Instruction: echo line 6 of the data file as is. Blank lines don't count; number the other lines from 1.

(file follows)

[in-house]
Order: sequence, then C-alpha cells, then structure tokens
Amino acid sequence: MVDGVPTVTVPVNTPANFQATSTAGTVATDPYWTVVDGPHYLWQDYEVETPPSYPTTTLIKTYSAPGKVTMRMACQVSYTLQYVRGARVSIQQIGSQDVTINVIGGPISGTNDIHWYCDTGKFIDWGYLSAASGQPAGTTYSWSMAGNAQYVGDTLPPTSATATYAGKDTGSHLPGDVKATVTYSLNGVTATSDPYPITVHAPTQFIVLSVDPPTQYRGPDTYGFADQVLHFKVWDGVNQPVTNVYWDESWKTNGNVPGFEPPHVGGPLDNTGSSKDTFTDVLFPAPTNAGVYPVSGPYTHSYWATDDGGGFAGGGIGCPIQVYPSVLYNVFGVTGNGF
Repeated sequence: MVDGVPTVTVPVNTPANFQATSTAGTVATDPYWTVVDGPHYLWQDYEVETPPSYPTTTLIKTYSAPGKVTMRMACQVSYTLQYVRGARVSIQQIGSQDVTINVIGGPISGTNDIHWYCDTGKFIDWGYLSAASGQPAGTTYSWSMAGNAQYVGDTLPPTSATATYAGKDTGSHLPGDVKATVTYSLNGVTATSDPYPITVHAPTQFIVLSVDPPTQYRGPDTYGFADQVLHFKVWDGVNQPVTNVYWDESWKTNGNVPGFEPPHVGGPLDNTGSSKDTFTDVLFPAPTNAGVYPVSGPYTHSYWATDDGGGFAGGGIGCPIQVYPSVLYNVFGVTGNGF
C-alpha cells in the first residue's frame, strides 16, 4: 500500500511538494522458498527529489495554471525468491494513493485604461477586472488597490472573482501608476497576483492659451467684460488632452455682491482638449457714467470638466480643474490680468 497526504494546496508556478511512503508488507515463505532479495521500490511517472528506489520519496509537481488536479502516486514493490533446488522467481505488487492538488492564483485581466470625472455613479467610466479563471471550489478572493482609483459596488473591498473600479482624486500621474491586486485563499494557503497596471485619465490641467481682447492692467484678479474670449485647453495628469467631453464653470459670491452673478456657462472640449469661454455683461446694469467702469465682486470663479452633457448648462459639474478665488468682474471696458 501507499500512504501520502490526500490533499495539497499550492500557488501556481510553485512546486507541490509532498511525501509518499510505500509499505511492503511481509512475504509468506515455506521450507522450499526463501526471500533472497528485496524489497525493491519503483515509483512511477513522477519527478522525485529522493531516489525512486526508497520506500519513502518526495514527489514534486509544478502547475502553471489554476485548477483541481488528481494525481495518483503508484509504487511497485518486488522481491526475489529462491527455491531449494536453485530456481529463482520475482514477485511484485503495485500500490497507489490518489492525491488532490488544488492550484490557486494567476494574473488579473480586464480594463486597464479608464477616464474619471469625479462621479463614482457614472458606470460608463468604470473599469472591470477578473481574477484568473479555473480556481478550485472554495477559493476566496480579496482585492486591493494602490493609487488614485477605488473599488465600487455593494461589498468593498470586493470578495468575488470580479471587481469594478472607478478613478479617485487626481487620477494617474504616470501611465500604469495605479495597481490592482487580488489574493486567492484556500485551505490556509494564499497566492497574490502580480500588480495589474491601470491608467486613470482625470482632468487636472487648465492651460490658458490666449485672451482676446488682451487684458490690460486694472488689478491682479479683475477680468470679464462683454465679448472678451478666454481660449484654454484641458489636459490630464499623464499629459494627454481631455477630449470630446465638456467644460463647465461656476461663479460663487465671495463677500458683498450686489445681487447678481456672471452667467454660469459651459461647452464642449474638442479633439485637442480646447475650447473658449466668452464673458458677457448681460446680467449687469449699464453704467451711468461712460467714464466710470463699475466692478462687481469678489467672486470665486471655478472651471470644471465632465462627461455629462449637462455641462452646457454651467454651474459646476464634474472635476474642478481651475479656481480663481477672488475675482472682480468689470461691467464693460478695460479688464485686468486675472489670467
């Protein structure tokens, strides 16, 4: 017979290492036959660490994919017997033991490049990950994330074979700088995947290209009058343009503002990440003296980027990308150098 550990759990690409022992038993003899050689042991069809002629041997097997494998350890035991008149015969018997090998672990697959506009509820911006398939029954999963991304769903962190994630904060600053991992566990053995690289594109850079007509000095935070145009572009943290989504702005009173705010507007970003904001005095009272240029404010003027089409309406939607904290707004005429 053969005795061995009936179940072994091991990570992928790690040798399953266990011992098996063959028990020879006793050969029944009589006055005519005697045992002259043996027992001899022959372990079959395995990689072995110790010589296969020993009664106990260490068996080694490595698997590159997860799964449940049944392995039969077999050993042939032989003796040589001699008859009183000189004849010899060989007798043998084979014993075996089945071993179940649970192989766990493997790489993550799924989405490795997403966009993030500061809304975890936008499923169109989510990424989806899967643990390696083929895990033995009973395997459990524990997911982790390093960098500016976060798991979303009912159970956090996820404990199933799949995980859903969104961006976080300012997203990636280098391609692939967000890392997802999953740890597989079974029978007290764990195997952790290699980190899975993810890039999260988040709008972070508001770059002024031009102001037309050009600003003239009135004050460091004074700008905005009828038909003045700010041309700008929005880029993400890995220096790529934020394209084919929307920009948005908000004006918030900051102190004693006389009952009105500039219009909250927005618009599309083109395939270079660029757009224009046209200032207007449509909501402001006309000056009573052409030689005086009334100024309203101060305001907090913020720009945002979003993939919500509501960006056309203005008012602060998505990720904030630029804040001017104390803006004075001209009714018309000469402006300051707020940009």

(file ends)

């Protein structure tokens, strides 16, 4: 017979290492036959660490994919017997033991490049990950994330074979700088995947290209009058343009503002990440003296980027990308150098 550990759990690409022992038993003899050689042991069809002629041997097997494998350890035991008149015969018997090998672990697959506009509820911006398939029954999963991304769903962190994630904060600053991992566990053995690289594109850079007509000095935070145009572009943290989504702005009173705010507007970003904001005095009272240029404010003027089409309406939607904290707004005429 053969005795061995009936179940072994091991990570992928790690040798399953266990011992098996063959028990020879006793050969029944009589006055005519005697045992002259043996027992001899022959372990079959395995990689072995110790010589296969020993009664106990260490068996080694490595698997590159997860799964449940049944392995039969077999050993042939032989003796040589001699008859009183000189004849010899060989007798043998084979014993075996089945071993179940649970192989766990493997790489993550799924989405490795997403966009993030500061809304975890936008499923169109989510990424989806899967643990390696083929895990033995009973395997459990524990997911982790390093960098500016976060798991979303009912159970956090996820404990199933799949995980859903969104961006976080300012997203990636280098391609692939967000890392997802999953740890597989079974029978007290764990195997952790290699980190899975993810890039999260988040709008972070508001770059002024031009102001037309050009600003003239009135004050460091004074700008905005009828038909003045700010041309700008929005880029993400890995220096790529934020394209084919929307920009948005908000004006918030900051102190004693006389009952009105500039219009909250927005618009599309083109395939270079660029757009224009046209200032207007449509909501402001006309000056009573052409030689005086009334100024309203101060305001907090913020720009945002979003993939919500509501960006056309203005008012602060998505990720904030630029804040001017104390803006004075001209009714018309000469402006300051707020940009």